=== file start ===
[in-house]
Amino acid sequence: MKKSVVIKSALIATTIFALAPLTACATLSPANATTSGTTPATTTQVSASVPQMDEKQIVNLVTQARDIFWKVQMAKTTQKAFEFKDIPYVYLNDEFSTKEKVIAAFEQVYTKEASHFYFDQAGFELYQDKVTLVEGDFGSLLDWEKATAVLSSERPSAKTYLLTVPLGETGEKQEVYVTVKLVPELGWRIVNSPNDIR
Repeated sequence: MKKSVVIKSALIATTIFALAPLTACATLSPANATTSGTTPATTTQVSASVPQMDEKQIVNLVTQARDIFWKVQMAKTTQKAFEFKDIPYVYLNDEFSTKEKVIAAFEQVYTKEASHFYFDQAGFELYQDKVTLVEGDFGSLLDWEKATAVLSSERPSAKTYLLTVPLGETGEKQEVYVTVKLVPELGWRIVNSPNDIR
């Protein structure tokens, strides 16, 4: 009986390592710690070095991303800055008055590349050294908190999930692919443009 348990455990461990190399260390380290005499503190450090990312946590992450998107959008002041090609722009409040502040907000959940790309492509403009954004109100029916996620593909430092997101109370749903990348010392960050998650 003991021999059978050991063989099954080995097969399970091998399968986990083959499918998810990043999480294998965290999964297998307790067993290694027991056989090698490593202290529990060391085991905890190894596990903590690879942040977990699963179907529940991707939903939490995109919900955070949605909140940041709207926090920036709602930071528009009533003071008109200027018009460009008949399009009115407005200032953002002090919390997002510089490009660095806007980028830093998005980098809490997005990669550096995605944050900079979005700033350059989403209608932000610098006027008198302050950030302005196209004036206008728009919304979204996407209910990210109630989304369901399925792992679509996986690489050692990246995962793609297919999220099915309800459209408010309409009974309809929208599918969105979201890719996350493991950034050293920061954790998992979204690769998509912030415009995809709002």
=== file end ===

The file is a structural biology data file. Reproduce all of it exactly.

[in-house]
Amino acid sequence: MKKSVVIKSALIATTIFALAPLTACATLSPANATTSGTTPATTTQVSASVPQMDEKQIVNLVTQARDIFWKVQMAKTTQKAFEFKDIPYVYLNDEFSTKEKVIAAFEQVYTKEASHFYFDQAGFELYQDKVTLVEGDFGSLLDWEKATAVLSSERPSAKTYLLTVPLGETGEKQEVYVTVKLVPELGWRIVNSPNDIR
Repeated sequence: MKKSVVIKSALIATTIFALAPLTACATLSPANATTSGTTPATTTQVSASVPQMDEKQIVNLVTQARDIFWKVQMAKTTQKAFEFKDIPYVYLNDEFSTKEKVIAAFEQVYTKEASHFYFDQAGFELYQDKVTLVEGDFGSLLDWEKATAVLSSERPSAKTYLLTVPLGETGEKQEVYVTVKLVPELGWRIVNSPNDIR
């Protein structure tokens, strides 16, 4: 009986390592710690070095991303800055008055590349050294908190999930692919443009 348990455990461990190399260390380290005499503190450090990312946590992450998107959008002041090609722009409040502040907000959940790309492509403009954004109100029916996620593909430092997101109370749903990348010392960050998650 003991021999059978050991063989099954080995097969399970091998399968986990083959499918998810990043999480294998965290999964297998307790067993290694027991056989090698490593202290529990060391085991905890190894596990903590690879942040977990699963179907529940991707939903939490995109919900955070949605909140940041709207926090920036709602930071528009009533003071008109200027018009460009008949399009009115407005200032953002002090919390997002510089490009660095806007980028830093998005980098809490997005990669550096995605944050900079979005700033350059989403209608932000610098006027008198302050950030302005196209004036206008728009919304979204996407209910990210109630989304369901399925792992679509996986690489050692990246995962793609297919999220099915309800459209408010309409009974309809929208599918969105979201890719996350493991950034050293920061954790998992979204690769998509912030415009995809709002």